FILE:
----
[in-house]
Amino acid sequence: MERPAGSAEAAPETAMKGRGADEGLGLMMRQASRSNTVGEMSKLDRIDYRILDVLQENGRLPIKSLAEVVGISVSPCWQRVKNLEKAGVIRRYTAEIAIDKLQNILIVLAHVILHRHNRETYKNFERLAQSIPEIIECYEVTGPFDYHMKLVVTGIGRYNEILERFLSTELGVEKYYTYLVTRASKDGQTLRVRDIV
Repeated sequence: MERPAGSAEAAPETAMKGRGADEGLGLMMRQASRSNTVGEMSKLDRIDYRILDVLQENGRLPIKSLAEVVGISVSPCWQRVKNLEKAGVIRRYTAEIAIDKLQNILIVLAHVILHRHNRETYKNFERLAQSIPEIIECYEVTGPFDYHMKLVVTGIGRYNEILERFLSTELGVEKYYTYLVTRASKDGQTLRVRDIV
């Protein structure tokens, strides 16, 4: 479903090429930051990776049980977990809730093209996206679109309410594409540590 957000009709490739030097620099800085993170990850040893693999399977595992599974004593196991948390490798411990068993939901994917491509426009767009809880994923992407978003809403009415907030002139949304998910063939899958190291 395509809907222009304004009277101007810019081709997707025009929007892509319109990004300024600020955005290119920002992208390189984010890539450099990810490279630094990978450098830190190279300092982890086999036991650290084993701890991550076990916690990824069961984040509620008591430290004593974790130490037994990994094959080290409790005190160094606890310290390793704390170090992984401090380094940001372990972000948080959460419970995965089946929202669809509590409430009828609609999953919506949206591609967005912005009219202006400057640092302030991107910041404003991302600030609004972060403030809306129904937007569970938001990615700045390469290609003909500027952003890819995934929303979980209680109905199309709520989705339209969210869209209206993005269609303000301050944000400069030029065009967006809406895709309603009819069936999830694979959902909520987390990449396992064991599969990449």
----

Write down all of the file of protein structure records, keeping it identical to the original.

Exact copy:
[in-house]
Amino acid sequence: MERPAGSAEAAPETAMKGRGADEGLGLMMRQASRSNTVGEMSKLDRIDYRILDVLQENGRLPIKSLAEVVGISVSPCWQRVKNLEKAGVIRRYTAEIAIDKLQNILIVLAHVILHRHNRETYKNFERLAQSIPEIIECYEVTGPFDYHMKLVVTGIGRYNEILERFLSTELGVEKYYTYLVTRASKDGQTLRVRDIV
Repeated sequence: MERPAGSAEAAPETAMKGRGADEGLGLMMRQASRSNTVGEMSKLDRIDYRILDVLQENGRLPIKSLAEVVGISVSPCWQRVKNLEKAGVIRRYTAEIAIDKLQNILIVLAHVILHRHNRETYKNFERLAQSIPEIIECYEVTGPFDYHMKLVVTGIGRYNEILERFLSTELGVEKYYTYLVTRASKDGQTLRVRDIV
């Protein structure tokens, strides 16, 4: 479903090429930051990776049980977990809730093209996206679109309410594409540590 957000009709490739030097620099800085993170990850040893693999399977595992599974004593196991948390490798411990068993939901994917491509426009767009809880994923992407978003809403009415907030002139949304998910063939899958190291 395509809907222009304004009277101007810019081709997707025009929007892509319109990004300024600020955005290119920002992208390189984010890539450099990810490279630094990978450098830190190279300092982890086999036991650290084993701890991550076990916690990824069961984040509620008591430290004593974790130490037994990994094959080290409790005190160094606890310290390793704390170090992984401090380094940001372990972000948080959460419970995965089946929202669809509590409430009828609609999953919506949206591609967005912005009219202006400057640092302030991107910041404003991302600030609004972060403030809306129904937007569970938001990615700045390469290609003909500027952003890819995934929303979980209680109905199309709520989705339209969210869209209206993005269609303000301050944000400069030029065009967006809406895709309603009819069936999830694979959902909520987390990449396992064991599969990449």